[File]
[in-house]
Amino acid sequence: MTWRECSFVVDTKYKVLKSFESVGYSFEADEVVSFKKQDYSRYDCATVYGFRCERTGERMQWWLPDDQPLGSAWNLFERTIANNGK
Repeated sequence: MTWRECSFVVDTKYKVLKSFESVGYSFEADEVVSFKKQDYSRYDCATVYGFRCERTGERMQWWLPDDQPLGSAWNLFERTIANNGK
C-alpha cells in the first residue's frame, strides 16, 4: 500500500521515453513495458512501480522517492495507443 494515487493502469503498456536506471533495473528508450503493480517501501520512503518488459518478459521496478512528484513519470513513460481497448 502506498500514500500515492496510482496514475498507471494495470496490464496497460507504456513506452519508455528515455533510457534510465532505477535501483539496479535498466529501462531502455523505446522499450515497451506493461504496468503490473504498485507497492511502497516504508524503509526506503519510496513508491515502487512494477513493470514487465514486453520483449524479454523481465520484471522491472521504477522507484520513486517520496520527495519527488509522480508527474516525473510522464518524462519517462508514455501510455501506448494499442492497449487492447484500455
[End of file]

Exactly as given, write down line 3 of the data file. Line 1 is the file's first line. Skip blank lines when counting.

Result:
Repeated sequence: MTWRECSFVVDTKYKVLKSFESVGYSFEADEVVSFKKQDYSRYDCATVYGFRCERTGERMQWWLPDDQPLGSAWNLFERTIANNGK